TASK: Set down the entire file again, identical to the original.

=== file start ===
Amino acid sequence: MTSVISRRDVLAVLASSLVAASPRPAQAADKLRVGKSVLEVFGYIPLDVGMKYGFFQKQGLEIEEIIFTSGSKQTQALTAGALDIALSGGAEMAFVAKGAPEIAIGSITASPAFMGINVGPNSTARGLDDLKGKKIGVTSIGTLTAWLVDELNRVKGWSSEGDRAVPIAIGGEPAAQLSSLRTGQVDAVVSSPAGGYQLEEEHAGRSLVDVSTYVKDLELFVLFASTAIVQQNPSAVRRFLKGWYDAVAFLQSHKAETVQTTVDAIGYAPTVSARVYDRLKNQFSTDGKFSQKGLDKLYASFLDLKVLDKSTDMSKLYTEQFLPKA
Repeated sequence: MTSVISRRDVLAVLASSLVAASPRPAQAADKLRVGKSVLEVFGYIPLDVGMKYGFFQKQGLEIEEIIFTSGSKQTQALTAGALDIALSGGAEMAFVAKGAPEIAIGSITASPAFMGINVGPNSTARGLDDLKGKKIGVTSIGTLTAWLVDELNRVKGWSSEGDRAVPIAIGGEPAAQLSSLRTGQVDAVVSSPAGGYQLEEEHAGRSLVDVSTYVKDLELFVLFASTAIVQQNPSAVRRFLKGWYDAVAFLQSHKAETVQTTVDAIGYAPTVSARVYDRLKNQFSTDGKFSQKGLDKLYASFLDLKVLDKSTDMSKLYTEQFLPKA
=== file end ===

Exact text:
Amino acid sequence: MTSVISRRDVLAVLASSLVAASPRPAQAADKLRVGKSVLEVFGYIPLDVGMKYGFFQKQGLEIEEIIFTSGSKQTQALTAGALDIALSGGAEMAFVAKGAPEIAIGSITASPAFMGINVGPNSTARGLDDLKGKKIGVTSIGTLTAWLVDELNRVKGWSSEGDRAVPIAIGGEPAAQLSSLRTGQVDAVVSSPAGGYQLEEEHAGRSLVDVSTYVKDLELFVLFASTAIVQQNPSAVRRFLKGWYDAVAFLQSHKAETVQTTVDAIGYAPTVSARVYDRLKNQFSTDGKFSQKGLDKLYASFLDLKVLDKSTDMSKLYTEQFLPKA
Repeated sequence: MTSVISRRDVLAVLASSLVAASPRPAQAADKLRVGKSVLEVFGYIPLDVGMKYGFFQKQGLEIEEIIFTSGSKQTQALTAGALDIALSGGAEMAFVAKGAPEIAIGSITASPAFMGINVGPNSTARGLDDLKGKKIGVTSIGTLTAWLVDELNRVKGWSSEGDRAVPIAIGGEPAAQLSSLRTGQVDAVVSSPAGGYQLEEEHAGRSLVDVSTYVKDLELFVLFASTAIVQQNPSAVRRFLKGWYDAVAFLQSHKAETVQTTVDAIGYAPTVSARVYDRLKNQFSTDGKFSQKGLDKLYASFLDLKVLDKSTDMSKLYTEQFLPKA